In an election year in which Republican voters seem less than enthused about their leaders, the GOP establishment would like nothing more than to reignite the Tea Party base that came out in force in 2010. This week's Supreme Court case reviewing President Obama's health care law could do the trick.
Alternatively, the GOP's renewed emphasis on health care could backfire, leaving Democrats motivated.
The court's rulings and the consequences are hard to know at this point. The one certainty is that the court's consideration of the case is putting Mr. Obama's controversial health care law back in the spotlight squarely in the middle of the 2012 presidential race -- a move sure to rekindle the partisan passion that in part drove Democratic voters in 2008 and Republican voters in 2010.
On Monday, the court begins three days of hearings on the law, starting with the question of whether now is even the appropriate time for the Supreme Court to take up the case.
The 1867 Anti-Injunction Act bars most lawsuits challenging a tax that hasn't been paid. The individual mandate, which requires all Americans to purchase insurance, doesn't kick in until 2014, meaning no one has paid the fine (or "tax," as some may call it) for failing to purchase insurance -- thus, as the argument goes, the current case may be invalid.
However, most parties watching the case, and even Mr. Obama's Justice Department, believe that the Anti-Injunction Act doesn't apply here. "It's pretty much a slam dunk they're going to hear the case," Robert Alt, senior legal fellow at the conservative Heritage Foundation, told Hotsheet.
Starting Tuesday, the Court gets to the real meat of the issue -- whether the so-called individual mandate is constitution
al. As many as 28 states have filed lawsuits calling the mandate unconstitutional, and one federal appellate court agreed with that assessment. Two other federal appellate courts have upheld the law.
The hearings strike at the heart of opposition to Mr. Obama's reforms: A Kaiser Family Foundation poll released earlier this month found that while every other major element of the health care law is supported by more than half of Americans, only one in three support the individual mandate, including only 45 percent of Democrats. The percentage of Americans who said they have a "very" unfavorable view of the mandate has reached 54 percent.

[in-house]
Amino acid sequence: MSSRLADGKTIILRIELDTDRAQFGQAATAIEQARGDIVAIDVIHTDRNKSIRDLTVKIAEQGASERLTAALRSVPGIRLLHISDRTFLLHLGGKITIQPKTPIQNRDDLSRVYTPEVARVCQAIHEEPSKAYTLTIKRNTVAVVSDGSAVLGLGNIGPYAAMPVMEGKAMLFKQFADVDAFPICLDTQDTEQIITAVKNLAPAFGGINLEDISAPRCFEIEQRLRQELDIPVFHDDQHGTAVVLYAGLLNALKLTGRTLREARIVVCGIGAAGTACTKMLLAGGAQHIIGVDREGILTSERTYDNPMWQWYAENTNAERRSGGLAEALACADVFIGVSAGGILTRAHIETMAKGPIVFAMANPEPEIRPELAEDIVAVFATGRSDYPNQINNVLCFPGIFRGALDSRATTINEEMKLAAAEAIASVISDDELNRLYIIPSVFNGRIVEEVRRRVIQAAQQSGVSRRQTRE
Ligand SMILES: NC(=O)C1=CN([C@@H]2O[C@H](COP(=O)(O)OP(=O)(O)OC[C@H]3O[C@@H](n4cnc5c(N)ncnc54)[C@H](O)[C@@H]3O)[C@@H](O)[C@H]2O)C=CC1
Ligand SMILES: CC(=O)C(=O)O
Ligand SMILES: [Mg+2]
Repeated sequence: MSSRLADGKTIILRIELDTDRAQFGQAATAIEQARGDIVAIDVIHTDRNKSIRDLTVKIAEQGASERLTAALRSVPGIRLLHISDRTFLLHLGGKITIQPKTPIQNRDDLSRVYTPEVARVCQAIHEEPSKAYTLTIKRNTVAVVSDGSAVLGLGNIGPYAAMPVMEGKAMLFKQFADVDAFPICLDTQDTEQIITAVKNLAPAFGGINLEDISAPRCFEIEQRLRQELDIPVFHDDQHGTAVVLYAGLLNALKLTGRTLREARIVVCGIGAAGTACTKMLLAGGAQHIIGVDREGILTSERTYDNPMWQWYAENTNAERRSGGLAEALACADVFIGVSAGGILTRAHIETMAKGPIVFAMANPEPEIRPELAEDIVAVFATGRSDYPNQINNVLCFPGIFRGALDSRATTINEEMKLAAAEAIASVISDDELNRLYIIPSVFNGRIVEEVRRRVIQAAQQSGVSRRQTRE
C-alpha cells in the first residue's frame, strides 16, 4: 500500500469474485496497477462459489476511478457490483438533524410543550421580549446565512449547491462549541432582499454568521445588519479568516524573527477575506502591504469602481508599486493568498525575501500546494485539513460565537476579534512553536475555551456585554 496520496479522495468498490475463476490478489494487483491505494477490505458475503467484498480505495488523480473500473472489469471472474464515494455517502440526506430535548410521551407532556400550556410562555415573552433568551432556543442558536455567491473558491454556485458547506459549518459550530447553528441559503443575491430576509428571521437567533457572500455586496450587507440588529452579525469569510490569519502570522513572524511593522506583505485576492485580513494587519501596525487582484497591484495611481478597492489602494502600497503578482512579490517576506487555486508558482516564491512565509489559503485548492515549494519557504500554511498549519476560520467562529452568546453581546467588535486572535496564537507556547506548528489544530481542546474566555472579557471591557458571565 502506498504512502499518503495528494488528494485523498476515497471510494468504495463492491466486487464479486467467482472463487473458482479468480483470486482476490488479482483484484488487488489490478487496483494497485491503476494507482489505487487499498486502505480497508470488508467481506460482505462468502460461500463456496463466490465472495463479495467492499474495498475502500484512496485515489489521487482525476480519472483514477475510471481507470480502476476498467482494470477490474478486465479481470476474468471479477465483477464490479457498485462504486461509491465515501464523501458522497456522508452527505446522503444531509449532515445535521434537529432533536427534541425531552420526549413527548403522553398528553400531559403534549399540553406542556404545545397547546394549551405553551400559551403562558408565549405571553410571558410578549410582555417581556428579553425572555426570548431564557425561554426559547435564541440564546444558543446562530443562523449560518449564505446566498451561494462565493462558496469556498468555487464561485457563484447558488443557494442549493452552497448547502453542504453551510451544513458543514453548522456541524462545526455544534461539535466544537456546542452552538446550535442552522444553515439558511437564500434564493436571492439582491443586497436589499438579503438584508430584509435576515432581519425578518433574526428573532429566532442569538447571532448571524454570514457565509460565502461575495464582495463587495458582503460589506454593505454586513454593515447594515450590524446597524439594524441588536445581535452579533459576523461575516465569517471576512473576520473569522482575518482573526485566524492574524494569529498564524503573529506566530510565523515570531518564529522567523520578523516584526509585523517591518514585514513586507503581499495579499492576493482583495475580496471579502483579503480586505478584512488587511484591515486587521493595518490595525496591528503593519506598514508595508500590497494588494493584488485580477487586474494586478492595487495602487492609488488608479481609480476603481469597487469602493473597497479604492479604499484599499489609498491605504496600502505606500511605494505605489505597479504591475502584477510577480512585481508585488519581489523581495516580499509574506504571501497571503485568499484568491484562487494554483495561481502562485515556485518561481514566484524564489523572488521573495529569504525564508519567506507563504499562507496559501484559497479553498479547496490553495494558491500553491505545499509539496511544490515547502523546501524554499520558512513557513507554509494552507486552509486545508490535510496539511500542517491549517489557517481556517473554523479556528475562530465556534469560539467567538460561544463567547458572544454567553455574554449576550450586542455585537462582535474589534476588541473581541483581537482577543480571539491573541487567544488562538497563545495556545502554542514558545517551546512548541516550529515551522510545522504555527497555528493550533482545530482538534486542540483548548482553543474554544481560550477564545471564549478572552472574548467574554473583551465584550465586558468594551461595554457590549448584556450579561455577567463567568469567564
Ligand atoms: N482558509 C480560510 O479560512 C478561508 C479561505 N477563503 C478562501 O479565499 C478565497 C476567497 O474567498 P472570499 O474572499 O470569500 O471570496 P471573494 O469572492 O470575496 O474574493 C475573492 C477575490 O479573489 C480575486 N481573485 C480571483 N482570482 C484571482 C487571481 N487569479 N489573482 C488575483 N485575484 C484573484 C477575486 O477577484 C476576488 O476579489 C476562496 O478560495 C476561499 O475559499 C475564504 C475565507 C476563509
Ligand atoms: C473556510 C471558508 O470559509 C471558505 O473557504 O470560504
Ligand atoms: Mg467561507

Joseph Antos of the conservative American Enterprise Institute said that many Americans may not fully understand the practical impacts of the provision (about 80 percent of Americans already have insurance and thus shouldn't be affected by the mandate). Politically, however, it gets to the heart of conservative fears about growing government interference.
"It's a debate between how much the government should be involved in personal decisions and what is a personal decision," Antos said.
In 2010, when the Tea Party helped sweep Republicans back into power in the House, 48 percent of voters said Congress should repeal the health care overhaul that the president had signed into law just months before. To this day, according to the Kaiser poll, the individual mandate has remained the most recognizable element of the law, even though Democrats have tried to promote the more popular parts, like the provision allowing children up to 26 years old to remain on their parents' health insurance plan.
Since 2010, the issue of health care has fallen by the wayside as voters turned their attention back to the economy. But if the court ruled in June to uphold the health care law, "maybe that excites the right and gives them even more energy to try to repeal it through the legislative process," said Doug Thornell, a Democratic strategist at SKDKnickerbocker who has worked for the campaign arms of Congress.
On the other hand, Thornell said, "If the Supreme Court were to strike it down, that could energize progressives."
Opinions over the health care reforms fall fairly strictly down partisan lines, meaning the court case could motivate one side's base or the other -- but polls suggests Republicans are more energized over health care. A newreleased on Monday morning shows that while just 28 percent of Democrats "strongly" approve of the health care law, a full 62 percent of Republicans "strongly" disapprove.
That could be key for Republicans, given how unenthused their base seems so far: A recent Gallup poll showed voters are less excited about the current GOP candidates than they were about their 2008 choices. On top of that, turnout in several of this year's primary elections compared to Republican turnout in 2008 contests.
Last week, on the two-year anniversary of the health care overhaul's passage into law, Republicans launched a full-scale assault on the reforms, seeking to remind voters of what they don't like about the law. Republican presidential front-runner Mitt Romney was as vigorous in his attacks as any Republican, calling the reforms "."
Still, even if the Supreme Court's decision this summer sparked new conservative outrage over health reform, it's questionable how far the GOP could take it. For one thing, a January CBS News/ New York Times poll showed that Americans still trust Mr. Obama over congressional Republicans on the issue of health care by a 9-point margin. Furthermore, arguments against the individual mandate will be blunted if Romney leads the GOP ticket, given his Massachusetts health care reforms inspired the federal law.
"If Republicans want to make this the centerpiece of their fall campaign, they're nominating absolutely the wrong person," Thornell, the Democratic strategist, said. "Romney is the godfather of the individual mandate. Him attacking it, is like McDonald's criticizing hamburgers. I don't care how he tries to explain away what he did in Massachusetts, he passed a bill with a mandate in it."